Which of the following does the outer space treaty not address?

Although it prohibits the establishment of military bases, testing weapons and performing military maneuvers on celestial bodies, the treaty does not expressly prohibit all military activities in space, nor the establishment of military space forces or the placement of conventional weapons in space. Taking into account United Nations General Assembly resolution 110 (II) of 3 November 1947, which condemned propaganda intended or likely to provoke or encourage any threat to the peace, breach of the peace or act of aggression, and considering that the aforementioned resolution applies to outer space,. The Chinese ambassador mentioned that the weaponization of space was “by no means a remote issue; instead, the “danger” was imminent and the most urgent issue. The United States reiterated its usual position that there is no arms race in outer space and no intention to turn it into an arms race and, consequently, there is no need for a new instrument to address the issue.

The Outer Space Treaty was considered by the Legal Subcommittee in 1966 and the General Assembly reached agreement later that year (resolution 2222 (XXI)). On May 6 and July 8, the United States launched two satellites into space to detect and track missile flights. At the 2002 session of the Conference on Disarmament (CD), the prevention of an arms race in outer space (PAROS) remained one of the controversial issues that prevented the Conference on Disarmament from reaching agreement on a programme of work. These were reconciled during several months of negotiation in the Legal Subcommittee of the United Nations Committee on the Peaceful Uses of Outer Space, and the resulting document was approved by the United Nations General Assembly on 4 and 15 April, the 55th meeting of the Subcommittee Legal Committee on Peaceful Rights Uses of Outer Space took place in Vienna.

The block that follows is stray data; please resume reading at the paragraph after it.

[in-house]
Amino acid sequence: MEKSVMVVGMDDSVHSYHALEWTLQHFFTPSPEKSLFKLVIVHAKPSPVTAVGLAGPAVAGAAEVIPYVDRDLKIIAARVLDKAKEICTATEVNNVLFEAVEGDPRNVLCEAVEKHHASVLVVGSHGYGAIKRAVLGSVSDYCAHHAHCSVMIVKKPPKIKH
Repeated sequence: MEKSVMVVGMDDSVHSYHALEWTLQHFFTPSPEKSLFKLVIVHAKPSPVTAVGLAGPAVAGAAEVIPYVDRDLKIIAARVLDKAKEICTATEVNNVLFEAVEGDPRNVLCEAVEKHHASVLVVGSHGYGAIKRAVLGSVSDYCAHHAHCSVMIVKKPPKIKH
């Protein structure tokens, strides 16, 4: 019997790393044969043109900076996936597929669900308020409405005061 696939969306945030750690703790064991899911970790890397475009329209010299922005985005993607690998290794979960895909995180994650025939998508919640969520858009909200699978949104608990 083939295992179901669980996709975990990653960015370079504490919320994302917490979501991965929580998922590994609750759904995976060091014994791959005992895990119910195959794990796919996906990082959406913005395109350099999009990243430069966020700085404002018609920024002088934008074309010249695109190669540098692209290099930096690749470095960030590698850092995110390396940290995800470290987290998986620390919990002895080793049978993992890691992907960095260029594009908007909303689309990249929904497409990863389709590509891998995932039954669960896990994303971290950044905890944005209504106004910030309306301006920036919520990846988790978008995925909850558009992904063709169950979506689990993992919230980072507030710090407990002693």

This report criticizes unidentified states for seeking the “unilateral formation of a global missile defense system and the “militarization of outer space”. Between 1959 and 1962, Western nations made proposals to the United Nations (UN) to prohibit states from orbiting and placing weapons of mass destruction in outer space. While the part about maritime law is not necessarily true, it turns out that there is actually an international law that discusses territorial claims in outer space. The group of governmental experts responsible for preparing the study concluded that, since the adoption of the Outer Space Treaty in 1967, “legal norms may need to be further developed, where appropriate, to address new developments in space technology and the growing universal interest in its application.

This measure contradicted years of Chinese declarations calling for a ban on weapons in space in the Conference on Disarmament. The 1979 Moon Treaty emphasized that the moon and other celestial bodies should be governed by international law, stating that the moon and other celestial bodies should be used only for peaceful purposes; however, this treaty was not ratified by any of the major space-traveling countries. In June 1966, the United States and the Soviet Union submitted draft treaties on the uses of space to the United Nations. From 2 to 13 February, the fifty-second session of the Scientific and Technical Subcommittee of the Committee on the Peaceful Uses of Outer Space was held in Vienna.